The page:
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Modest fundraising plan, fiscal year end date change approved: Mennonite Church Canada


Gordon Peters, Treasurer and Chair of Mennonite Church Canada’s Financial Policy and Audit Committee, recommended a proposal to the General Board that a $78,000 shortfall for the fiscal year ending Jan. 31, 2012 be drawn from Council reserves. The General Board also approved a modest $150,000 increase to the national church’s fundraising target for the fiscal year ending 2013.

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March 16, 2012
-Deborah Froese, from reports

Winnipeg, MAN. — After an unsettling year of cuts to ministry and staff, financial news from Mennonite Church Canada’s Spring Leadership Assembly is cautiously hopeful.

“Individuals and corporate donors have increased their giving compared to last year,” Executive Director Willard Metzger reported, adding that congregational giving remained nearly flat. Preliminary signs for next year are encouraging, but it’s a constantly moving target, he said.

Although overall donation income rose by approximately $75,000 over the previous year, it met only half of the goal. Additionally, a slower economy led to an investment income loss of $23,000—when a gain of $70,000 had been anticipated. That resulted in a negative investment income variance of $93,000.

While the numbers are sobering, the stage has been set for a stronger upcoming year. Until September of 2011, fundraising capacity was not fully staffed, limiting the national church’s ability to develop partnerships and inspire generosity. By September, those vacancies were filled. Daniel Horne is now Mennonite Church Canada’s Director of Partnership Development. Brent Charette is Church Engagement Minister, filling a role jointly funded by Mennonite Church Canada and Mennonite Church Eastern Canada. Charette’s appointment is a demonstration of the relationship between the national and area church as they partner together for resource development to facilitate ministry in both.

Metzger and Horne have created a resource development plan to raise $150,000 more in donations for the fiscal year ending in 2013. “It’s a reasonable plan. It’s a fairly modest plan,” Metzger said, However, he cautioned, not meeting the overall income target will mean further cuts to ministry next year.

Financial policy states that Mennonite Church Canada must use the actual income of the previous year to determine the next year’s budget. Accordingly, the expenditure budget for the fiscal year ending (FYE) in 2013 should have been reduced by approximately $75,000.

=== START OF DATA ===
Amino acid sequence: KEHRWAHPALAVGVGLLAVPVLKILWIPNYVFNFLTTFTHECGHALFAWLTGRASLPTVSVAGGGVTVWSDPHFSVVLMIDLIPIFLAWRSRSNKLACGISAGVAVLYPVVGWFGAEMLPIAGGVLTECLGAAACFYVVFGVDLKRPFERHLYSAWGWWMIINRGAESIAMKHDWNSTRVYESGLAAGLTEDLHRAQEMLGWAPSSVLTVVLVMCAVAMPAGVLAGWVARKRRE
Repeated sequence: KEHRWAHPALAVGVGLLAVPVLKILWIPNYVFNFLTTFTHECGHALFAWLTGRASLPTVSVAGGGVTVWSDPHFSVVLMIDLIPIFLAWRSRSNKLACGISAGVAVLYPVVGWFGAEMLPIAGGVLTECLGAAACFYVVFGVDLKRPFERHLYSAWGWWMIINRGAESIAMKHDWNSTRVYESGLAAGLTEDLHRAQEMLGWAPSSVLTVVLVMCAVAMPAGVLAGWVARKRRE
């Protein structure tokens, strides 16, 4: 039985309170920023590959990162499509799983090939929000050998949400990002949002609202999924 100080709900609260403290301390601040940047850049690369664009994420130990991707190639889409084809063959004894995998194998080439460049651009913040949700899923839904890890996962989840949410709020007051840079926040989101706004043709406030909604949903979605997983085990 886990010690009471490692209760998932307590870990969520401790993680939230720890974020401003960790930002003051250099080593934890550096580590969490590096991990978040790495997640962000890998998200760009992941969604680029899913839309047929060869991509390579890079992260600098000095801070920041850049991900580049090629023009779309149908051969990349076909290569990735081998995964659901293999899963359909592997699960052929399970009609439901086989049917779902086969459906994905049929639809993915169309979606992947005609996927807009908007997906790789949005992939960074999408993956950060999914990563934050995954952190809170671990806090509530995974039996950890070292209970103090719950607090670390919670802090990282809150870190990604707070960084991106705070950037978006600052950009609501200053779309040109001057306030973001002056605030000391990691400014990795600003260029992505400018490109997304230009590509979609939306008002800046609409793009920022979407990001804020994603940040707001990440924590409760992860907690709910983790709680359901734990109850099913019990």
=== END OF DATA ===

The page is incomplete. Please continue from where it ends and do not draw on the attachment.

But to help the relatively new Church Engagement Council and fundraising staff strengthen their capacity, senior staff made a proposal to the Financial Planning and Audit Committee (FPAC) to cover the shortfalls in the 2011-2012  budget with a draw from their Council reserves.  Executive staff requested that the policy be overridden for one year to allow an increased donation target for FYE 2013, rather than cut already tight budget further.  FPAC’s chair and Treasurer Gordon Peters deemed the request reasonable and recommended it to the General Board. After careful consideration, the General Board gave its approval.
“Now that we are fully staffed, we can really work at this,” Metzger said.

Randy Wiebe, Chief Financial Officer, said that just over 40% of annual donations typically arrive in the final quarter of the fiscal year, which presently ends on Jan. 31. For the second time in recent years, giving was on target as of Dec. 31, but fell off considerably in January which contributed to an unmet income target.

“By then, it is too late to make any adjustments in expenses or generate an appeal that will substantially change the picture before the end of the fiscal year,” said Metzger.

To provide a more stable outlook on income flow, the General Board has approved a shift in the fiscal year-end date from Jan. 31 to Sept. 30. Once the new FYE becomes effective, the bulk of donations will arrive at the beginning of the fiscal year, rather than the end.

The fiscal year date change will not mean additional revenue, Metzger cautioned, but will make planning easier. “We will start the fiscal year on a more predictable footing, rather than ending the year on our most unpredictable quarter,” he added. The fiscal year end date change will take place in the calendar year 2013.

For more information about Mennonite Church Canada income and expenses, see the Mennonite Church Canada 2011 Generosity Report at